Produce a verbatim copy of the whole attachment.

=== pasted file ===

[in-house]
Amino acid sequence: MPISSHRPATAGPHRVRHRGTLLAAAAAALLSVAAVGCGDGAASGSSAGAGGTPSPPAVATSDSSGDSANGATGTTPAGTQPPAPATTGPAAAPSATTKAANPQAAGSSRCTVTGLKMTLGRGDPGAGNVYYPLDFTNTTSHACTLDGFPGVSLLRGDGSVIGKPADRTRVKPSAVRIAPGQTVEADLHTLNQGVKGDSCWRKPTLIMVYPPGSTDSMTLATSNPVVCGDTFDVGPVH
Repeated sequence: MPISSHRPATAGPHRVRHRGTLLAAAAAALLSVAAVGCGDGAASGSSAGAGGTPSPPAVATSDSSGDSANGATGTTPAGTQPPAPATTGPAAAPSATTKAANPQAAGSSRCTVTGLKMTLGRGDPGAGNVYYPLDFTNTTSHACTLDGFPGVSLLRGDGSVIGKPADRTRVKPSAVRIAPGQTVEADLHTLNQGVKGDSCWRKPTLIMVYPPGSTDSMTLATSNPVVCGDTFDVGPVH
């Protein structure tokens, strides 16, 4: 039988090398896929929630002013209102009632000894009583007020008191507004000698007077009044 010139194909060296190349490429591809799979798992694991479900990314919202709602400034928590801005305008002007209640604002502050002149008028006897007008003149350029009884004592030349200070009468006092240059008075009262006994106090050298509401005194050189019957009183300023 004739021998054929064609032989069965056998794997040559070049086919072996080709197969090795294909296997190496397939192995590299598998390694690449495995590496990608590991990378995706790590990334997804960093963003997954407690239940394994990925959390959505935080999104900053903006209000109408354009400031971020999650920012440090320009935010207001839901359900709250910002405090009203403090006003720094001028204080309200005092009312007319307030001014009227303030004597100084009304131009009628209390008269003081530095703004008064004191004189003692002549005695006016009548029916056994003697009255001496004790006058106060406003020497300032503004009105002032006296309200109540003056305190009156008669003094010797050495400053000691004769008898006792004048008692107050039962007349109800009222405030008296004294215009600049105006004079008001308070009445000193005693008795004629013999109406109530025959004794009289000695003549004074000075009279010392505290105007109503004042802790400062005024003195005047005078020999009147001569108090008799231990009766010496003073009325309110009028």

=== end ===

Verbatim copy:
[in-house]
Amino acid sequence: MPISSHRPATAGPHRVRHRGTLLAAAAAALLSVAAVGCGDGAASGSSAGAGGTPSPPAVATSDSSGDSANGATGTTPAGTQPPAPATTGPAAAPSATTKAANPQAAGSSRCTVTGLKMTLGRGDPGAGNVYYPLDFTNTTSHACTLDGFPGVSLLRGDGSVIGKPADRTRVKPSAVRIAPGQTVEADLHTLNQGVKGDSCWRKPTLIMVYPPGSTDSMTLATSNPVVCGDTFDVGPVH
Repeated sequence: MPISSHRPATAGPHRVRHRGTLLAAAAAALLSVAAVGCGDGAASGSSAGAGGTPSPPAVATSDSSGDSANGATGTTPAGTQPPAPATTGPAAAPSATTKAANPQAAGSSRCTVTGLKMTLGRGDPGAGNVYYPLDFTNTTSHACTLDGFPGVSLLRGDGSVIGKPADRTRVKPSAVRIAPGQTVEADLHTLNQGVKGDSCWRKPTLIMVYPPGSTDSMTLATSNPVVCGDTFDVGPVH
């Protein structure tokens, strides 16, 4: 039988090398896929929630002013209102009632000894009583007020008191507004000698007077009044 010139194909060296190349490429591809799979798992694991479900990314919202709602400034928590801005305008002007209640604002502050002149008028006897007008003149350029009884004592030349200070009468006092240059008075009262006994106090050298509401005194050189019957009183300023 004739021998054929064609032989069965056998794997040559070049086919072996080709197969090795294909296997190496397939192995590299598998390694690449495995590496990608590991990378995706790590990334997804960093963003997954407690239940394994990925959390959505935080999104900053903006209000109408354009400031971020999650920012440090320009935010207001839901359900709250910002405090009203403090006003720094001028204080309200005092009312007319307030001014009227303030004597100084009304131009009628209390008269003081530095703004008064004191004189003692002549005695006016009548029916056994003697009255001496004790006058106060406003020497300032503004009105002032006296309200109540003056305190009156008669003094010797050495400053000691004769008898006792004048008692107050039962007349109800009222405030008296004294215009600049105006004079008001308070009445000193005693008795004629013999109406109530025959004794009289000695003549004074000075009279010392505290105007109503004042802790400062005024003195005047005078020999009147001569108090008799231990009766010496003073009325309110009028």